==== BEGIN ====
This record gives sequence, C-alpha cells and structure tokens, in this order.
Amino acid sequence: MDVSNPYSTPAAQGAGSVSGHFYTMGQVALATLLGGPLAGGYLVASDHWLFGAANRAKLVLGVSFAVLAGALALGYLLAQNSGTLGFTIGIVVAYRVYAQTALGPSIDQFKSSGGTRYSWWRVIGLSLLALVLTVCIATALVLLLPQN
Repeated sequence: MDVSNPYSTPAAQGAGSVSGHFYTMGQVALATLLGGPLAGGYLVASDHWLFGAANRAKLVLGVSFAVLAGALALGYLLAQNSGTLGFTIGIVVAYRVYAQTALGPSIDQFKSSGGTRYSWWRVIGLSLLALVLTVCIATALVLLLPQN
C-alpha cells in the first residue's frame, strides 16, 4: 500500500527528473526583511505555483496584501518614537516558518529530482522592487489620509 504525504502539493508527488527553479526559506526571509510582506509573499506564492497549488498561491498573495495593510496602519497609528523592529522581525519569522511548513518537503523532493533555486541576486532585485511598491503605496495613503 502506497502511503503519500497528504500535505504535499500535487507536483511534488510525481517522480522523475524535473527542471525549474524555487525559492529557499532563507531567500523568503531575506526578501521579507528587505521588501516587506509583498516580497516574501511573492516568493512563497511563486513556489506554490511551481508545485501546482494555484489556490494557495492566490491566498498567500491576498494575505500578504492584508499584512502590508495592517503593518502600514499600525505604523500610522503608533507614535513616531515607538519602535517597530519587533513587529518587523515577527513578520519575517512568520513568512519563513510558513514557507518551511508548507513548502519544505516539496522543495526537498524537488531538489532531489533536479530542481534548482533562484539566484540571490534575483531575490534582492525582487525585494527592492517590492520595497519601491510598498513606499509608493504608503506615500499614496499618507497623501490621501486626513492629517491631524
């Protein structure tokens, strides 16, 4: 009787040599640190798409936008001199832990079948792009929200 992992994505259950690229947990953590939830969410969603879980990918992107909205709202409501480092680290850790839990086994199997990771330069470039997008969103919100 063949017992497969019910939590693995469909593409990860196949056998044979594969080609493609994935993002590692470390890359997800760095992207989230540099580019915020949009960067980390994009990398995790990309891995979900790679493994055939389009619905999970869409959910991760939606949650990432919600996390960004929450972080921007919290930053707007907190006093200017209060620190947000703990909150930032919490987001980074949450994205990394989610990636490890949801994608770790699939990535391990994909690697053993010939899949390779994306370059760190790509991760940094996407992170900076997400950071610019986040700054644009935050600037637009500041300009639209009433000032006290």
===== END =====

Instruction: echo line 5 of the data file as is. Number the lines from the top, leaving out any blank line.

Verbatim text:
């Protein structure tokens, strides 16, 4: 009787040599640190798409936008001199832990079948792009929200 992992994505259950690229947990953590939830969410969603879980990918992107909205709202409501480092680290850790839990086994199997990771330069470039997008969103919100 063949017992497969019910939590693995469909593409990860196949056998044979594969080609493609994935993002590692470390890359997800760095992207989230540099580019915020949009960067980390994009990398995790990309891995979900790679493994055939389009619905999970869409959910991760939606949650990432919600996390960004929450972080921007919290930053707007907190006093200017209060620190947000703990909150930032919490987001980074949450994205990394989610990636490890949801994608770790699939990535391990994909690697053993010939899949390779994306370059760190790509991760940094996407992170900076997400950071610019986040700054644009935050600037637009500041300009639209009433000032006290």